As accolades roll in, Amari Cooper remains quiet, humble and destined for greatness
His teammates say he’s a silent leader and a hard-worker. Others say he’s the best receiver in the Southeastern Conference, maybe the entire country.
He speaks in succinct, measured sentences that don’t leave anything open to interpretation. He doesn’t deal in the hypothetical, and is strikingly literal in press conferences. He lets his play on the field do the talking, and it speaks with a megaphone.
Ending the regular season, Cooper leads the nation in receptions and receiving yards, has 115 catches for 1,656 yards and 14 touchdowns, is the Biletnikoff Award winner for the country’s top receiver and a finalist for the Heisman Trophy.
He has surpassed every meaningful Alabama receiving record that exists, and he isn’t finished yet.
Cooper has waited his turn to become the next in line to star for the team, but those who saw him in high school knew he would get here eventually.
Former Miami Northwestern High School head coach Billy Rolle drove Cooper to school every day for three years, and could never get him to talk. After three years, Rolle said he maybe heard 100 words from him.
Each day on his way to school, Rolle would pass Cooper’s house in Coconut Grove, Fla. and pick him up. He did this as a favor to Cooper’s mom — a cousin of Rolle’s — and as a favor to Cooper, who made the decision to play for him.
After being kicked off the football team at Coral Gables High School, Cooper transferred to Northwestern following his freshman year, but didn’t immediately excel. He starred in track and field and basketball, but it took a few years to reach his full potential in football.
His former high school quarterback, current Minnesota Vikings starter Teddy Bridgewater — who was a senior when Cooper was a junior — said he had five future division one receivers on his team that year including Cooper, admitting their team was unfair to play.
Behind all that talent, Cooper mostly returned punts and got playing time near the end of blowouts, but to get noticed he just needed the opportunity to start.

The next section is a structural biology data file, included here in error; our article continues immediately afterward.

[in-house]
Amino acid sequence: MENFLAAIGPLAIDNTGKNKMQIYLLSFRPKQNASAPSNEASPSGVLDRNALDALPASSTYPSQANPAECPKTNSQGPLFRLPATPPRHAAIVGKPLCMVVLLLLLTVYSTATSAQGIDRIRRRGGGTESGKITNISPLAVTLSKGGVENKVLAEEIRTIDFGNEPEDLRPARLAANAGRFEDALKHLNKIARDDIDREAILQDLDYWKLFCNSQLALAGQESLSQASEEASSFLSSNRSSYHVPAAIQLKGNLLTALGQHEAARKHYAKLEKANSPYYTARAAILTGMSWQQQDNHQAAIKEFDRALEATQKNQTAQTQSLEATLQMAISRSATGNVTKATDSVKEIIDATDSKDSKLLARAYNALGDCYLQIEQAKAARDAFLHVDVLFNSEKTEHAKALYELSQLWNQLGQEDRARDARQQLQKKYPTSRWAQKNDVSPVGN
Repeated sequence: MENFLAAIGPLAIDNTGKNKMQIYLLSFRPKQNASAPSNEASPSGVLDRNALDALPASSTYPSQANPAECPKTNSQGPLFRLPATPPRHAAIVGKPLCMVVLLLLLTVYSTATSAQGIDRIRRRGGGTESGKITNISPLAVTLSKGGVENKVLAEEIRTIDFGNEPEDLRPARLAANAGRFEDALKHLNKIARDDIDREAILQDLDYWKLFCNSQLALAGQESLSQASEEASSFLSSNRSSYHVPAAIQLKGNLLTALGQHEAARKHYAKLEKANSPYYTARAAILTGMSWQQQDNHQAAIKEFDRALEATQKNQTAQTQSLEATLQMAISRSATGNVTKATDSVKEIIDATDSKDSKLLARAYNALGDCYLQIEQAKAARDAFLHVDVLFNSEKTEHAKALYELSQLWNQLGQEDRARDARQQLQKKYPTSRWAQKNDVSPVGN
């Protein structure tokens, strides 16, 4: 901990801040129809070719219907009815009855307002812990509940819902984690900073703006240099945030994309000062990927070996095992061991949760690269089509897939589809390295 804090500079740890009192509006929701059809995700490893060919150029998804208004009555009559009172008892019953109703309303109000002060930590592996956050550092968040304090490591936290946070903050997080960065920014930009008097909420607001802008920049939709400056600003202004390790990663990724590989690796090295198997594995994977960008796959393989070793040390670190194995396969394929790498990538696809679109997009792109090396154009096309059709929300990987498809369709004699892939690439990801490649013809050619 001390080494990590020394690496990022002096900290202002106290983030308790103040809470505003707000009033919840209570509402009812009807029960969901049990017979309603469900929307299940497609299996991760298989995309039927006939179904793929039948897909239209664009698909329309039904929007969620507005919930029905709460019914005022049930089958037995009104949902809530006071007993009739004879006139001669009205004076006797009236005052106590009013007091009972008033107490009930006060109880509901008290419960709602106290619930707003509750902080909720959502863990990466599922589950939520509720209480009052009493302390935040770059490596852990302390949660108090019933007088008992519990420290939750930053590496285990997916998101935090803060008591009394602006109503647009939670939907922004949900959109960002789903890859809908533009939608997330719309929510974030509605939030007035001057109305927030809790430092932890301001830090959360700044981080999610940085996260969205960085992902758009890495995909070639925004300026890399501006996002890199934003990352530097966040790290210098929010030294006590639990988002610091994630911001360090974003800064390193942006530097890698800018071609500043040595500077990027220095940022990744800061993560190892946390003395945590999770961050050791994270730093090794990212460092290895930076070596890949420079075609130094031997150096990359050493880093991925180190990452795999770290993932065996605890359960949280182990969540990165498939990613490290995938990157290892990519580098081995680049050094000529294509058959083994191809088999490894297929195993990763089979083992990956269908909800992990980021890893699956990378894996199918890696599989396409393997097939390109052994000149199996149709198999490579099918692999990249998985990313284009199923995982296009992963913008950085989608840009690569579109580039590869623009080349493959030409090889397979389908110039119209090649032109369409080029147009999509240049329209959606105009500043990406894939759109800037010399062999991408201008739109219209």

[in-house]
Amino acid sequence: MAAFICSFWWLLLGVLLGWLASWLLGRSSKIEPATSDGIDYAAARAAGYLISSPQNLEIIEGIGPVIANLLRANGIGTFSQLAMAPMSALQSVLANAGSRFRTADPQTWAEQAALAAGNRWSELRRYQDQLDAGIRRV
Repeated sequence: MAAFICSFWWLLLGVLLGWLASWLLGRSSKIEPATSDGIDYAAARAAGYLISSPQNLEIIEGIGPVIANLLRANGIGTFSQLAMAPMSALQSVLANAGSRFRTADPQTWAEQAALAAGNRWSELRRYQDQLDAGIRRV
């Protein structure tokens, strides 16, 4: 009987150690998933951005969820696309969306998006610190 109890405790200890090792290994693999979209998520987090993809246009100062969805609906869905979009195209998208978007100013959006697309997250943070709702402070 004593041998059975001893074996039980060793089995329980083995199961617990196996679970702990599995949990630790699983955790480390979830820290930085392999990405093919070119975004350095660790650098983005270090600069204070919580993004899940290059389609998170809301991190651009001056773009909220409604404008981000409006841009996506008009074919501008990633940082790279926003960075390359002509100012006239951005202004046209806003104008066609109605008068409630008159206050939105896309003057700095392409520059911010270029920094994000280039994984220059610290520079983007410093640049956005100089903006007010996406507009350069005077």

“We knew that he was going to be one of the next great wide receivers from my high school,” Bridgewater said. “It was just trying to give him a chance with all the talent that we had.”
After his senior season, Cooper and Rolle went on a trip to football camps to advertise Cooper’s abilities. They went to Georgia, LSU and Florida, making a final stop at Alabama, without much fanfare. Rolle said Cooper wasn’t officially invited to the camp at Alabama, but the two of them were passing through on their way back to Miami and stopped in.
That particular camp had a few highly touted cornerbacks who were the main focus of the group, but that quickly changed when Cooper went deep, and kept going deep for long passes. Rolle said he ran the same route every time.
“Amari burnt those guys the whole day,” Rolle said. “He got out the car, put his shoes on, and lifted off.”
This impressed Alabama head coach Nick Saban, who recognized Cooper’s talents after he saw Cooper dominating these supposedly great high school corners.
“We’ve had some good receivers that have been in our camps over the years,” Saban said. “I think he may have been the most impressive to me in terms of his ability, his ability to change direction and get out of a break, the quickness, the acceleration, the speed, good hands, hard worker.
“I walked away from that camp saying, ‘This guy may be the best receiver we’ve ever had.”
Alabama football under Saban has typically revolved around a slow, methodical power running game and a stout defense. In years past, everyone in the stadium knew Alabama was going to run the ball, usually to repeated success.
This season, with new offensive coordinator Lane Kiffin, Alabama still has the ability to run, but the success of the offense relies on passes to Cooper. Everyone knows the ball is going to Cooper, and most of the time he catches it.
He was always a good player — especially his freshman year when he had 1,000 yards receiving — but the matchups and maneuvering Kiffin uses to highlight Cooper have led to this season’s drastic improvement.
“I have to give a lot of credit to Coach Kiffin,” Cooper said. “He’s a great offensive coordinator. He draws up plays to make sure his playmakers are in position to make plays.”
Cooper can’t be defended one-on-one, or by a zone. CBS Sports college football analyst and former NFL quarterback Gary Danielson says it’s actually harder to defend him with two guys.